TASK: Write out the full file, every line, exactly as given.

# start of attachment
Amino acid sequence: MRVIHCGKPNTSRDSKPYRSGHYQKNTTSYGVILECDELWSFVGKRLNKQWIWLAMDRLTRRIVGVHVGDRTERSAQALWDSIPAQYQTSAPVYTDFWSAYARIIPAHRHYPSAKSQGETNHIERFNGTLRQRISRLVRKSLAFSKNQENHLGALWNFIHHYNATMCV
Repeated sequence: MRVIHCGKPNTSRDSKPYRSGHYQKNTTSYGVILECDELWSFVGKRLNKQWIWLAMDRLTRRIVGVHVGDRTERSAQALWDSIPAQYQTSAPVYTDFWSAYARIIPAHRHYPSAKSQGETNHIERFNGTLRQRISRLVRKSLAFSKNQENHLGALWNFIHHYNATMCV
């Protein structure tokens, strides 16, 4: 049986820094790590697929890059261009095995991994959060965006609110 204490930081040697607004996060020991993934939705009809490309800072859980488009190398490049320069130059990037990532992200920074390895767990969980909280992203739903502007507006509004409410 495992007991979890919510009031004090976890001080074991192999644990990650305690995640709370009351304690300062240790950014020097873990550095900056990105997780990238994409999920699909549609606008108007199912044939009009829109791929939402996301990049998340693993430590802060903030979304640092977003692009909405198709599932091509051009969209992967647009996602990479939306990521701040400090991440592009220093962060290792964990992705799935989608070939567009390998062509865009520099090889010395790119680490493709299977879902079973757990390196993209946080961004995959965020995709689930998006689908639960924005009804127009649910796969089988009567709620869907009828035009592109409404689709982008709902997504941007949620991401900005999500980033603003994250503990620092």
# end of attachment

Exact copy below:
Amino acid sequence: MRVIHCGKPNTSRDSKPYRSGHYQKNTTSYGVILECDELWSFVGKRLNKQWIWLAMDRLTRRIVGVHVGDRTERSAQALWDSIPAQYQTSAPVYTDFWSAYARIIPAHRHYPSAKSQGETNHIERFNGTLRQRISRLVRKSLAFSKNQENHLGALWNFIHHYNATMCV
Repeated sequence: MRVIHCGKPNTSRDSKPYRSGHYQKNTTSYGVILECDELWSFVGKRLNKQWIWLAMDRLTRRIVGVHVGDRTERSAQALWDSIPAQYQTSAPVYTDFWSAYARIIPAHRHYPSAKSQGETNHIERFNGTLRQRISRLVRKSLAFSKNQENHLGALWNFIHHYNATMCV
């Protein structure tokens, strides 16, 4: 049986820094790590697929890059261009095995991994959060965006609110 204490930081040697607004996060020991993934939705009809490309800072859980488009190398490049320069130059990037990532992200920074390895767990969980909280992203739903502007507006509004409410 495992007991979890919510009031004090976890001080074991192999644990990650305690995640709370009351304690300062240790950014020097873990550095900056990105997780990238994409999920699909549609606008108007199912044939009009829109791929939402996301990049998340693993430590802060903030979304640092977003692009909405198709599932091509051009969209992967647009996602990479939306990521701040400090991440592009220093962060290792964990992705799935989608070939567009390998062509865009520099090889010395790119680490493709299977879902079973757990390196993209946080961004995959965020995709689930998006689908639960924005009804127009649910796969089988009567709620869907009828035009592109409404689709982008709902997504941007949620991401900005999500980033603003994250503990620092």